A tentative and partial list of texts includes: Essays by Stephen Crites, Alasdair MacIntyre, Susan Sontag, Rita Charon, Cheryl Mattingly Richard Kearney, On Stories Carol Shields, Unless Toni Morrison, Beloved Janisse Ray, Ecology of a Cracker Childhood Natasha Trethewey, Native Guard

Films TBD

RLR 700 – Ethnography of Religious Experience
Don Seeman
Wednesday, 11:00-2:00

The question of ethics has long been central to ethnographic practice. Early anthropological works by Herskovitz, Boas and others developed the contested notion of cultural relativism as a corrective to Western moral arrogance or misunderstanding of various societies. But cultural relativism led to many problems of its own, including a failure to recognize the ways in which anthropologists and their subjects share a common moral world or face common moral dilemmas. Recently, the “Anthropology of Everyday Ethics” has generated a plethora of new ethnographic works by Michael Lambeck, James Laidlaw, Jarret Zigon, Veena Das and others devoted to the notion of “everyday ethics” grounded in social practice rather than consideration of abstract rules -- often in conversation with Wittgenstein, Levinas or Aristotle.  Joel Robbins has recently critiqued some of these works for neglecting the “transcendent” domain associated with religious institutions and practices. The anthropology of religion, meanwhile, has been oriented for some time around questions of habituation and local moral experience that ought to be better integrated with the anthropology of ethics literature and moral thinking more broadly.  This new seminar is devoted to a critical reading of the anthropology of ethics genre, with special attention to the anthropology of religion. How can undeniable diversity of cultures be reconciled with the perception of transcendent ethical rules or natural law? Can a renewed engagement with moral philosophy enrich ethnography by alerting it to problems in everyday experience that may have been neglected in recent decades? And how can ethnography humanize fields like bioethics that have had difficulty accommodating the diversity of moral intuitions represented by different cultures and religious traditions?

Required Texts Include:
Webb Keane, Ethical Life: Its Natural and Social Histories
James Laidlaw, The Subject of Virtue: An Anthropology of Ethics and Freedom
Cheryl Mattingly, Moral Laboratories: Family Peril and the Struggle for a Good Life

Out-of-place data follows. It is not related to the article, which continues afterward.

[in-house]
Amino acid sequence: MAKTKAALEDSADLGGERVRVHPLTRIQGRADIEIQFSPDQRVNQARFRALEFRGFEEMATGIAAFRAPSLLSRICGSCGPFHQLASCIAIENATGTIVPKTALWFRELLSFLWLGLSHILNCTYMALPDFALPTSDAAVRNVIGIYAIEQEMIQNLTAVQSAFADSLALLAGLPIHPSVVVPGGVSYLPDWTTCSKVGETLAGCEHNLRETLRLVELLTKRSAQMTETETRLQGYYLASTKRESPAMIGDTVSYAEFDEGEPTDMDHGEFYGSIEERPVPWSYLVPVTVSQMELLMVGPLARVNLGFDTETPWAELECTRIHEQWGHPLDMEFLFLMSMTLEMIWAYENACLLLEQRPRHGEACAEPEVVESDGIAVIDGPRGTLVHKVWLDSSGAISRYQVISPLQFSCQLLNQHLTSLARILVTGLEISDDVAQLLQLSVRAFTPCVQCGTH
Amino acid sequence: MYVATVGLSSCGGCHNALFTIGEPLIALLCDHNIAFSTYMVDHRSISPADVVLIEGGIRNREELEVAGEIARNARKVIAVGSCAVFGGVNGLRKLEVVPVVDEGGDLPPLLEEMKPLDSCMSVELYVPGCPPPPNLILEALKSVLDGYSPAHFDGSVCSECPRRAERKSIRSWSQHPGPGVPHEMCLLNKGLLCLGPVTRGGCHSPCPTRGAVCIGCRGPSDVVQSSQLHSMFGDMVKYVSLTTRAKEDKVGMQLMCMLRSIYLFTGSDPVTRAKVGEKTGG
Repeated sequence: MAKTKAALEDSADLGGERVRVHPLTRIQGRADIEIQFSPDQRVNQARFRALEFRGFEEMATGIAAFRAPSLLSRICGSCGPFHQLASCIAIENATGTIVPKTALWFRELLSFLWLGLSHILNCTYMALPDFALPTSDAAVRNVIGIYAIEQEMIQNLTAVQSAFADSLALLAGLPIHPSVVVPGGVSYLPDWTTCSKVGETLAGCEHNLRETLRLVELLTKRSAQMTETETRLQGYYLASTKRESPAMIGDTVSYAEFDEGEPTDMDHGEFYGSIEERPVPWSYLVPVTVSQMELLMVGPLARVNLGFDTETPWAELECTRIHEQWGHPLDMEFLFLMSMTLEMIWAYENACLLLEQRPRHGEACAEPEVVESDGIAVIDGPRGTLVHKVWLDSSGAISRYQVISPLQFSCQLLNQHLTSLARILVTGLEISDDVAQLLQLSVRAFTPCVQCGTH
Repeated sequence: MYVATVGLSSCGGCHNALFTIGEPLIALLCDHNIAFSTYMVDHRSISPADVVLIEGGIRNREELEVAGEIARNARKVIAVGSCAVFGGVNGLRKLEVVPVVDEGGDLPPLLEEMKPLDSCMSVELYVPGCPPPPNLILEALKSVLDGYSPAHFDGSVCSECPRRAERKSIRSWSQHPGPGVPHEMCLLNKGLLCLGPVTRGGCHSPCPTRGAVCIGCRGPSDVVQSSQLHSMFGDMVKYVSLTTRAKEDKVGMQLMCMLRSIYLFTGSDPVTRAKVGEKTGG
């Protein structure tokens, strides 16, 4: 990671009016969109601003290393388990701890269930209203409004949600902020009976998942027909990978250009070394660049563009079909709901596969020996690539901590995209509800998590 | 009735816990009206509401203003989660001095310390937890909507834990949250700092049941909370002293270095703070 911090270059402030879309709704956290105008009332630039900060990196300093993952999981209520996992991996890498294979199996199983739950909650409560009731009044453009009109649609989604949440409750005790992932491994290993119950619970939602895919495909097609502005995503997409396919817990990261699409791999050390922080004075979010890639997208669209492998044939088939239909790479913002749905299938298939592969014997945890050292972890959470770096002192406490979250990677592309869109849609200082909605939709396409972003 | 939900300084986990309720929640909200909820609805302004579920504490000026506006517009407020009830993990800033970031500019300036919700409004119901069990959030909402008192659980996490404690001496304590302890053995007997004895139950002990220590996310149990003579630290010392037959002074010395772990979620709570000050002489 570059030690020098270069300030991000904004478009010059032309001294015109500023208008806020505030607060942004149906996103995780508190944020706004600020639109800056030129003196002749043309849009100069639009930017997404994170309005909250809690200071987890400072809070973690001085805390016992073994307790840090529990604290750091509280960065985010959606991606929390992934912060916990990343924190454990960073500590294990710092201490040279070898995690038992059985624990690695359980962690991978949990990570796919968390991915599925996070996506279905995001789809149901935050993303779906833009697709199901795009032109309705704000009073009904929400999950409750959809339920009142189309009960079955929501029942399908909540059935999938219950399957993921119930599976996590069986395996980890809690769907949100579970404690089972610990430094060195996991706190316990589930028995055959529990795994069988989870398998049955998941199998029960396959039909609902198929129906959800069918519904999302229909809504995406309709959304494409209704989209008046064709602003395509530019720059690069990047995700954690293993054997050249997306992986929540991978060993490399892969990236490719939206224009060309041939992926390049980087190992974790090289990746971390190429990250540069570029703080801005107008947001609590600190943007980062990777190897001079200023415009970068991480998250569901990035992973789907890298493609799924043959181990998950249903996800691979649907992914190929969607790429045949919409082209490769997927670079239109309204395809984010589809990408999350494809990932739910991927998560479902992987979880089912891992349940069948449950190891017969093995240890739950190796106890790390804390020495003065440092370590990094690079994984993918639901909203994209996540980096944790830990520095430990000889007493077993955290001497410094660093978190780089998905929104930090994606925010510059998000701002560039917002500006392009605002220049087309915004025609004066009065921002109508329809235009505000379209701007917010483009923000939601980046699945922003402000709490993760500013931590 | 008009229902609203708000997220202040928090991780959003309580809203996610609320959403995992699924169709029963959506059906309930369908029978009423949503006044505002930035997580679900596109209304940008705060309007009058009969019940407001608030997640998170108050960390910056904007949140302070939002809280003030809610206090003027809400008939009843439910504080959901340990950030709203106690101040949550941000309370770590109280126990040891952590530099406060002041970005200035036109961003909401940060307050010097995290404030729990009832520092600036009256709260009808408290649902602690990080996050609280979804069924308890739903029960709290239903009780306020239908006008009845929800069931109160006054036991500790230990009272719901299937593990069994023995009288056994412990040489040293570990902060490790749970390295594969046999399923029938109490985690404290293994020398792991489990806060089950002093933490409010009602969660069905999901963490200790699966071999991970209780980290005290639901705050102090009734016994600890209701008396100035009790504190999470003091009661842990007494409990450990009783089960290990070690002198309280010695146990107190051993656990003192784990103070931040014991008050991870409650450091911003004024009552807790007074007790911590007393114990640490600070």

Saba Mahmood, Politics of Piety
Omri Elisha, Moral Ambition
Michael Lambeck, Ordinary Ethics: Anthropology, Language and Action

RLR 700 - Themes and Approaches in Latin American History:  Memory, Power, and the Archive in Latin
American History
Javier Villa-Flores
Wednesday, 1:00-4:00

This iteration of Themes and Approaches in Latin American History will take as a point of departure Ann Stoler's characterization of archives as epistemological experiments rather than as repositories of sources in order to examine the role played by archival practices in the articulation and negotiation of state-imposed identities and individual and collective strategies of identity formation in Latin America. We will examine the relationship between regimes of classification, memory, and power from the early modern imperialist expansion to the postcolonial condition. Among the themes to be explored are: the relationship between states and archives, governmentality and state intelligence, legal administration and the rule system of law, the access to archives and the democratization of the past, and finally, the role of archives in contemporary utopias and dystopias. 

NOTE: Although this course will focus on Latin America, students may choose to work on other regions for their final projects.

RLR 700 – The Gospel of Matthew
Walter Wilson
Friday, 2:30-5:30

An exegetically-guided investigation of the First Gospel with particular attention to [1] the narrative’s literary forms, sources, and composition, [2] the evangelist’s distinctive presentation of Jesus, [3] comparison with various modalities of ancient religious and moral discourse, [4] the socio-ethical dynamics of Matthew’s community, including its relationship with formative Judaism.